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Waste law draft angers private firms in Germany

Germany – A controversial waste law drafted in Germany has caused uproar within the country’s Bundesverband Sekundärrohstoffe und Entsorgung (BVSE), the trade association representing the interests of private waste management firms.

According to the BVSE, the proposed new law – intended to implement the revised EU Waste Framework Directive – will ultimately hand municipalities almost absolute control over waste management activities in their areas. Indeed, the trade association has decided to file a complaint with the European Commission.

If the draft is accepted, the BVSE warns private firms will only be able to collect and recover waste if the municipalities themselves choose not to conduct such activities, or if the firms can prove their quality standards are much higher.  Furthermore, the BVSE has voiced serious concerns about the fact that these particular standards still have not been defined.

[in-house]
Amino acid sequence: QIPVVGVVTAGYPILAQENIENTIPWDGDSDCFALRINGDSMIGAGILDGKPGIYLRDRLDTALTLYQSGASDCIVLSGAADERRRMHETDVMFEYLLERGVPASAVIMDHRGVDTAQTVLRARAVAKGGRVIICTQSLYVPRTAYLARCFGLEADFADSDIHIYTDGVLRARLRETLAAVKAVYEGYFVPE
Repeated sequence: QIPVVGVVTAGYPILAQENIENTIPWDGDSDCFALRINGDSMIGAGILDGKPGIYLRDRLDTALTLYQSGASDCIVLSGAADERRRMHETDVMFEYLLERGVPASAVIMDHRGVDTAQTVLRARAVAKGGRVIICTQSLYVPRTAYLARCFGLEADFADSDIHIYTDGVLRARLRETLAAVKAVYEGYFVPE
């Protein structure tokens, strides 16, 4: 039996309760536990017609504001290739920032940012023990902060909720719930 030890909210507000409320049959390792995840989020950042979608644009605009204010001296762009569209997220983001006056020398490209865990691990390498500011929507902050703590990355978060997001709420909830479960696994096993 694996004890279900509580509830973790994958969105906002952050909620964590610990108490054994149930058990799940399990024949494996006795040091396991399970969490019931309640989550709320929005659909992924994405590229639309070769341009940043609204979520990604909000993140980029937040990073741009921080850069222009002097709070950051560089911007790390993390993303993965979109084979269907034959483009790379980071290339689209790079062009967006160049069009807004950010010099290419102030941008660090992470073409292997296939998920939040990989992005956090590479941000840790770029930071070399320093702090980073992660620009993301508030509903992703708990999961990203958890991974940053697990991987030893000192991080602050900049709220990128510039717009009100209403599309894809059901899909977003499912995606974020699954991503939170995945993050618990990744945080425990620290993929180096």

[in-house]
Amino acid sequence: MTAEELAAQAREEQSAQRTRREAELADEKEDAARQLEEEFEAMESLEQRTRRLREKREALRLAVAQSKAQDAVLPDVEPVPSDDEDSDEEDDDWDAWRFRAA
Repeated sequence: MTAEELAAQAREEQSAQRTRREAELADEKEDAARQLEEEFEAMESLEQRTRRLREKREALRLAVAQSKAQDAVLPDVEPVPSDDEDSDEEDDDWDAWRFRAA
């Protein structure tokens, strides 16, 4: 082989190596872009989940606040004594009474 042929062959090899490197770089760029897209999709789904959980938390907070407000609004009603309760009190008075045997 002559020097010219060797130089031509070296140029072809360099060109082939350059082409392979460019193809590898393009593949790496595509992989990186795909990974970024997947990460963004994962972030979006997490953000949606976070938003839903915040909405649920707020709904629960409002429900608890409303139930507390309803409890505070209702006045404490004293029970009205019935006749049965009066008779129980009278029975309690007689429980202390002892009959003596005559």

Just last year, the European waste association FEAD raised similar concerns, stating that unfair competition between public and private waste operators remains a significant problem in several countries, including Germany. It also warned that the preferential treatment given to the public sector is hindering both the innovation and investment needed to realise more modern facilities in the recycling sector.

 

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